The decoding of glyptic motifs will be based on the following, new assumptions:

  • Textile tools and raw materials may be recognised based on knowledge of prehistoric and traditional textile technology. Their identification may be further supported by iconographic comparanda with other arts/cultures, specifically the conventions adopted for small-scale representations, e.g. in Mesopotamian glyptic, should be considered as possible comparanda.
  • Textile-related motifs already recognised, e.g. loom weights and the warp-weighted loom, should be compared and cross-checked with other motifs represented on a seal face/faces, in order to determine if any textile-related combinations of motifs existed.
  • Possible classification of procedural sequences in the chaîne opératoire (e.g. subsequent works, technical gestures of textile workers required by spinning or weaving, and textile tools) into iconographic conventions should be investigated.

The decoded motifs relating to textile production will be collected in the Textiles and Seals database (link).


Statistics is used to examine if any potential, consistent iconographic patterns exist in Aegean glyptic, that might suggest the presence of set iconographic programmes relating to textile production. Textile imprints on clay are examined according to their measurable parameters, such as diameter, twist angle, production techniques and potential raw materials.

Methodology of iconographic approach to writing

The influence of Aegean iconography on the form of certain Linear B logograms for animals, plants and agricultural products has already been demonstrated. Also, the graphic forms of a warp-weighted loom and warp-weighted loom-woven fabrics have already been recognised in Hieroglyphic signs and Linear A and B logograms connected with textile production. Therefore, other textile and textile production-related motifs in Aegean glyptic are examined in relation to the pictographic features of the Aegean script signs, especially the signs which were engraved on seals.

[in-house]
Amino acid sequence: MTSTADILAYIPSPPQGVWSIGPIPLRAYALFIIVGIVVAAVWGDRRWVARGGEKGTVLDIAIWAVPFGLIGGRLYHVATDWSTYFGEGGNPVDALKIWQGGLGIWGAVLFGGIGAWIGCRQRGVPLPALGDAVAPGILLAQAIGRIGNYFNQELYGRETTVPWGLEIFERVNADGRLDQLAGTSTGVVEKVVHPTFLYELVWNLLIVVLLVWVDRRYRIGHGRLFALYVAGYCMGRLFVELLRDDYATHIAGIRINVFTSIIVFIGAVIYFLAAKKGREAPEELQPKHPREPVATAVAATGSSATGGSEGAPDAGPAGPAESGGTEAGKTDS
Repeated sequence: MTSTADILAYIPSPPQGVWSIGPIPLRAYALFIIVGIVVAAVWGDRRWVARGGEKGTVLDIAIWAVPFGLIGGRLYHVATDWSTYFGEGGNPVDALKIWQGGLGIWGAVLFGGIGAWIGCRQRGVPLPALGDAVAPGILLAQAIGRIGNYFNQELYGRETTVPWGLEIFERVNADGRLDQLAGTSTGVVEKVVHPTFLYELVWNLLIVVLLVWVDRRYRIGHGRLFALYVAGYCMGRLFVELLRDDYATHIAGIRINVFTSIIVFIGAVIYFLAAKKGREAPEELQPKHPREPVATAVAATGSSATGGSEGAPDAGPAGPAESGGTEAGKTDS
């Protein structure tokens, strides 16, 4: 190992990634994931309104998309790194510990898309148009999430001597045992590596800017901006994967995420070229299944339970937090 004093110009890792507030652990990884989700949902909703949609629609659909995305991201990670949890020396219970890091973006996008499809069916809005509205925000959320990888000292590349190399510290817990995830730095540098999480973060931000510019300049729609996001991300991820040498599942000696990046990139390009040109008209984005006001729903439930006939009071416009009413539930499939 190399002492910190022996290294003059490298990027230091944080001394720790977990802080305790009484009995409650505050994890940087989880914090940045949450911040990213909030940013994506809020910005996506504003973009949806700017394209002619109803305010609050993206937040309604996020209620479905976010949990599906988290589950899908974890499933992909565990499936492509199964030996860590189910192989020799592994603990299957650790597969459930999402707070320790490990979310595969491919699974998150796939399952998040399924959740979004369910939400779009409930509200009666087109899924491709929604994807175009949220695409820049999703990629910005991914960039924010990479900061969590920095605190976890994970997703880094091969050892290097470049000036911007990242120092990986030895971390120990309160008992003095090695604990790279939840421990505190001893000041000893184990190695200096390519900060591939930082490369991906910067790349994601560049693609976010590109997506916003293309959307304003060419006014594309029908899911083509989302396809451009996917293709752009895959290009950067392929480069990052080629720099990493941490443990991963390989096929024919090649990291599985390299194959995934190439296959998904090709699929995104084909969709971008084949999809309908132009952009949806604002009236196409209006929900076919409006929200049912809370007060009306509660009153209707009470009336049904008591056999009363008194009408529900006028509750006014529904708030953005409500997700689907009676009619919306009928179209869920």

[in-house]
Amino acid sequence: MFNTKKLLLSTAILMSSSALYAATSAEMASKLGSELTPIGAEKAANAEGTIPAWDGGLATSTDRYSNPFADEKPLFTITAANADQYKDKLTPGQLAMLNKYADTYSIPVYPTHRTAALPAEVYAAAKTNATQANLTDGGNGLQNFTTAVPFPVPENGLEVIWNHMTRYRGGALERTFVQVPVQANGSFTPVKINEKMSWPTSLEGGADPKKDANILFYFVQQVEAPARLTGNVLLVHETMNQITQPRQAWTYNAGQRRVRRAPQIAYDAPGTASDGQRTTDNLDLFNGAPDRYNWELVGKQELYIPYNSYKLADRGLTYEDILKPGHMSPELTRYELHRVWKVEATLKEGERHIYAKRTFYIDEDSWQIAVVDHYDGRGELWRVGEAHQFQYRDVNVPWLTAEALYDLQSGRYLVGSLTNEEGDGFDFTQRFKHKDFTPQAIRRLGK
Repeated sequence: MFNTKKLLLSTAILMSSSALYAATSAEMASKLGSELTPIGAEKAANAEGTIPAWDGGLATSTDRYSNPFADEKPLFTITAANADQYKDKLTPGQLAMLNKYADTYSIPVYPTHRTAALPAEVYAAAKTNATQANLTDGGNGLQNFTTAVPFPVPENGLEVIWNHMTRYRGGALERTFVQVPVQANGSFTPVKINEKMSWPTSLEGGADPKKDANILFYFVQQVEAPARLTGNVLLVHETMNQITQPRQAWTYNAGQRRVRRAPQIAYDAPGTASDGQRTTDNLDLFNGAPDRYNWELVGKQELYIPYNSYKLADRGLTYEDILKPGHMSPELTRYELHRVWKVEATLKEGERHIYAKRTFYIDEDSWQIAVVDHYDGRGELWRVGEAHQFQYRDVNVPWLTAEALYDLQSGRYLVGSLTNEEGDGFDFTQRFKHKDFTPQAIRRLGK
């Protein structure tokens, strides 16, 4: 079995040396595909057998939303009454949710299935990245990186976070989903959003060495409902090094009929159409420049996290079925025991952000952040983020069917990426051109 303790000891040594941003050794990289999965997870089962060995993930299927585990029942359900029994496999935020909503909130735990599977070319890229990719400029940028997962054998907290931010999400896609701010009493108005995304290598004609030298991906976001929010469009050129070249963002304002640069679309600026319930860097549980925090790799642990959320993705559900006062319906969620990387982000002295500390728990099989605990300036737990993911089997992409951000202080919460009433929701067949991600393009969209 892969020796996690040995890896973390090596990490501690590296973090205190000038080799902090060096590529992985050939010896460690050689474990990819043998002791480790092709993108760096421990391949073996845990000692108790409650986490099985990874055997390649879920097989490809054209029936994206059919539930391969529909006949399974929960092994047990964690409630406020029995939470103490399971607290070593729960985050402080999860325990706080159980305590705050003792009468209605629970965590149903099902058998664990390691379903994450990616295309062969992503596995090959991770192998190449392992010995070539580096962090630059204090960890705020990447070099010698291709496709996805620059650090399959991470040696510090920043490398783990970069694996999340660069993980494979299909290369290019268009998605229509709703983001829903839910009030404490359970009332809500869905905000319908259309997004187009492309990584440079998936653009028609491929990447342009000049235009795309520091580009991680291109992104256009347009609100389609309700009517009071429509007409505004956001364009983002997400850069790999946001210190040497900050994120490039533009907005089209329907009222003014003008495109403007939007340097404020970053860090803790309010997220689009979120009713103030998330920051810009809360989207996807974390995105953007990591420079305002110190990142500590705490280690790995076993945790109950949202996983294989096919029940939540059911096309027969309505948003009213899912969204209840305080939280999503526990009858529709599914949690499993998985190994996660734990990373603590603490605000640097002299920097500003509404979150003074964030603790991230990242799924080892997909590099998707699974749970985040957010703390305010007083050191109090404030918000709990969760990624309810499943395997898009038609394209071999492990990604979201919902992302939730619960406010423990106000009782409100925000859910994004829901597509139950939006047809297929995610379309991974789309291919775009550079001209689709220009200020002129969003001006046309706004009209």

Expected impact

The relationship between textiles and glyptic revealed in this project offers a new and more sophisticated understanding of the organisation of textile production, in which the use of seals and sealings is included, and of how various textile tools were subject to administrative practices. The analysis of textile imprints on clay provides new insights into Aegean textiles, their structure and parameters, and technical uses.

The project brings new interpretations for the iconography of Aegean seals by explaining several motifs in relation to textile production. It examines how the physical reality of textile production was compressed into iconographic conventions and how these conventions correspond to the iconography of textile production in other cultures, specifically in Bronze Age Mesopotamia and Anatolia. It investigates how the iconographic conventions may have been adopted in the praxis of writing and which were subsequently transferred into Hieroglyphic signs and Linear A and B logograms.